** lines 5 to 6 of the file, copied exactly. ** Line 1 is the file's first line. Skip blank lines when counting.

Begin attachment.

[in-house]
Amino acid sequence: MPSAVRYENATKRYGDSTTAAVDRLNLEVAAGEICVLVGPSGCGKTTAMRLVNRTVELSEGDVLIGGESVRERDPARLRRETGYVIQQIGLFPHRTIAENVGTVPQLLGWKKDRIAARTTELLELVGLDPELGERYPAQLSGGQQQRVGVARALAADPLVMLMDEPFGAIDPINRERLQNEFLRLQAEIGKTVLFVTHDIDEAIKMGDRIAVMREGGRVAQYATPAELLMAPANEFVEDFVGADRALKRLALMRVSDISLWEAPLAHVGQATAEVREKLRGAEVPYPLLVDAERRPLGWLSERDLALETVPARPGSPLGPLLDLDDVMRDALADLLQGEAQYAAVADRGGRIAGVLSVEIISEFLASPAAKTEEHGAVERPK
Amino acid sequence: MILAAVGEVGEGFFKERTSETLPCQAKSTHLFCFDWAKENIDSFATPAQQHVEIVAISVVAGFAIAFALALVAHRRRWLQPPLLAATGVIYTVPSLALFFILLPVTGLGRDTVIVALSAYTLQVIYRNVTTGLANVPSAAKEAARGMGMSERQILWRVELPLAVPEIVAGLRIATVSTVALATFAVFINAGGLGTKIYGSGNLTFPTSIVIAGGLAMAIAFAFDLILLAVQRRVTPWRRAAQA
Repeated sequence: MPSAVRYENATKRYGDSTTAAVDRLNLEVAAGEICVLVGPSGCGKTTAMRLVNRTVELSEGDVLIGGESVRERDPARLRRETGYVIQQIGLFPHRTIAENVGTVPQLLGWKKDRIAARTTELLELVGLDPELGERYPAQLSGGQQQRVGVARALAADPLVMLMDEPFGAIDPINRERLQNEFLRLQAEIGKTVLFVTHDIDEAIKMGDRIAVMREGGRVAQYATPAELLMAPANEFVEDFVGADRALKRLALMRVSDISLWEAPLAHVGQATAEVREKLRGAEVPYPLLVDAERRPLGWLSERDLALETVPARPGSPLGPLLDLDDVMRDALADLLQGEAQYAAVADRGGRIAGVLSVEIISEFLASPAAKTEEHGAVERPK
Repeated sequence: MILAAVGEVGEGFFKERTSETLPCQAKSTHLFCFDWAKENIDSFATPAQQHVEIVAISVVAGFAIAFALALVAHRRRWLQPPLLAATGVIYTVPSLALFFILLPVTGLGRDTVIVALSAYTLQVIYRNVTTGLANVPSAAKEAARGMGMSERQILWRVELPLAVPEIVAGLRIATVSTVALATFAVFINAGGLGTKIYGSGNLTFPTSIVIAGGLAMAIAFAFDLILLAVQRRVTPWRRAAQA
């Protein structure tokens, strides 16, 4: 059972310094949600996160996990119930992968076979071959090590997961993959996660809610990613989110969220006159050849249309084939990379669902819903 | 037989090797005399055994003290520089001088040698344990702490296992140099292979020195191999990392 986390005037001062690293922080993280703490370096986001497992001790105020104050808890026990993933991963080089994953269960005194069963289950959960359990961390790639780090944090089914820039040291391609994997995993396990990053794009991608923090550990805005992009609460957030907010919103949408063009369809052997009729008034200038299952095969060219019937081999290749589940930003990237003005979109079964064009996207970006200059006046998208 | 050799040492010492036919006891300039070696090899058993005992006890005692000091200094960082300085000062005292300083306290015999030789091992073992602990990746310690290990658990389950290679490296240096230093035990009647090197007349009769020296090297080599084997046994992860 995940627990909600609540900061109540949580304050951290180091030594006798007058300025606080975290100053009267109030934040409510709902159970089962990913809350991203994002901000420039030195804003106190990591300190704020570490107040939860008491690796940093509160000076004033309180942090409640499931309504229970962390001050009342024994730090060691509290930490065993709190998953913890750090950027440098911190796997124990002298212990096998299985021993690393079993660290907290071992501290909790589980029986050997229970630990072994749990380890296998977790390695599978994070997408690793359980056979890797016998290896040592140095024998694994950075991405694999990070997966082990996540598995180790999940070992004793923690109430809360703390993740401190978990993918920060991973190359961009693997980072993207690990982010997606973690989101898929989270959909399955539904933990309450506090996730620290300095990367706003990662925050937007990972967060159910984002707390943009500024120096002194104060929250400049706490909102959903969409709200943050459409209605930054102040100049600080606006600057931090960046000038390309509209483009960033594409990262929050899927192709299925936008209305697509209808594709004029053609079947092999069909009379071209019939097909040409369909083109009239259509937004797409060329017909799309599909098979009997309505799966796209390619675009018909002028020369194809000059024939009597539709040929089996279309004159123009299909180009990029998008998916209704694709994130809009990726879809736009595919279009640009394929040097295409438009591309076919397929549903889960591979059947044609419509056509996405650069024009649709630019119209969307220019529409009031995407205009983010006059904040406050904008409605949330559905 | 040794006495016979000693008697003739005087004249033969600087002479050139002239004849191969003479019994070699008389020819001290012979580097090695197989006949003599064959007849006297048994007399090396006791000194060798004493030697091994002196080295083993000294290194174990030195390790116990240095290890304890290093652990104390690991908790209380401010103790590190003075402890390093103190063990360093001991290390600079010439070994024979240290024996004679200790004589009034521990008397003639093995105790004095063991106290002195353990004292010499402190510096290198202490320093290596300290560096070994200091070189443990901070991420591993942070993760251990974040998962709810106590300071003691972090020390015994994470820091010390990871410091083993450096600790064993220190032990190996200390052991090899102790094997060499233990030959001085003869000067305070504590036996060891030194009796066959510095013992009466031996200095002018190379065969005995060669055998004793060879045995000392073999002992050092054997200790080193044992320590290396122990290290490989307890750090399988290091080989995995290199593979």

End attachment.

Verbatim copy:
Repeated sequence: MILAAVGEVGEGFFKERTSETLPCQAKSTHLFCFDWAKENIDSFATPAQQHVEIVAISVVAGFAIAFALALVAHRRRWLQPPLLAATGVIYTVPSLALFFILLPVTGLGRDTVIVALSAYTLQVIYRNVTTGLANVPSAAKEAARGMGMSERQILWRVELPLAVPEIVAGLRIATVSTVALATFAVFINAGGLGTKIYGSGNLTFPTSIVIAGGLAMAIAFAFDLILLAVQRRVTPWRRAAQA
């Protein structure tokens, strides 16, 4: 059972310094949600996160996990119930992968076979071959090590997961993959996660809610990613989110969220006159050849249309084939990379669902819903 | 037989090797005399055994003290520089001088040698344990702490296992140099292979020195191999990392 986390005037001062690293922080993280703490370096986001497992001790105020104050808890026990993933991963080089994953269960005194069963289950959960359990961390790639780090944090089914820039040291391609994997995993396990990053794009991608923090550990805005992009609460957030907010919103949408063009369809052997009729008034200038299952095969060219019937081999290749589940930003990237003005979109079964064009996207970006200059006046998208 | 050799040492010492036919006891300039070696090899058993005992006890005692000091200094960082300085000062005292300083306290015999030789091992073992602990990746310690290990658990389950290679490296240096230093035990009647090197007349009769020296090297080599084997046994992860 995940627990909600609540900061109540949580304050951290180091030594006798007058300025606080975290100053009267109030934040409510709902159970089962990913809350991203994002901000420039030195804003106190990591300190704020570490107040939860008491690796940093509160000076004033309180942090409640499931309504229970962390001050009342024994730090060691509290930490065993709190998953913890750090950027440098911190796997124990002298212990096998299985021993690393079993660290907290071992501290909790589980029986050997229970630990072994749990380890296998977790390695599978994070997408690793359980056979890797016998290896040592140095024998694994950075991405694999990070997966082990996540598995180790999940070992004793923690109430809360703390993740401190978990993918920060991973190359961009693997980072993207690990982010997606973690989101898929989270959909399955539904933990309450506090996730620290300095990367706003990662925050937007990972967060159910984002707390943009500024120096002194104060929250400049706490909102959903969409709200943050459409209605930054102040100049600080606006600057931090960046000038390309509209483009960033594409990262929050899927192709299925936008209305697509209808594709004029053609079947092999069909009379071209019939097909040409369909083109009239259509937004797409060329017909799309599909098979009997309505799966796209390619675009018909002028020369194809000059024939009597539709040929089996279309004159123009299909180009990029998008998916209704694709994130809009990726879809736009595919279009640009394929040097295409438009591309076919397929549903889960591979059947044609419509056509996405650069024009649709630019119209969307220019529409009031995407205009983010006059904040406050904008409605949330559905 | 040794006495016979000693008697003739005087004249033969600087002479050139002239004849191969003479019994070699008389020819001290012979580097090695197989006949003599064959007849006297048994007399090396006791000194060798004493030697091994002196080295083993000294290194174990030195390790116990240095290890304890290093652990104390690991908790209380401010103790590190003075402890390093103190063990360093001991290390600079010439070994024979240290024996004679200790004589009034521990008397003639093995105790004095063991106290002195353990004292010499402190510096290198202490320093290596300290560096070994200091070189443990901070991420591993942070993760251990974040998962709810106590300071003691972090020390015994994470820091010390990871410091083993450096600790064993220190032990190996200390052991090899102790094997060499233990030959001085003869000067305070504590036996060891030194009796066959510095013992009466031996200095002018190379065969005995060669055998004793060879045995000392073999002992050092054997200790080193044992320590290396122990290290490989307890750090399988290091080989995995290199593979």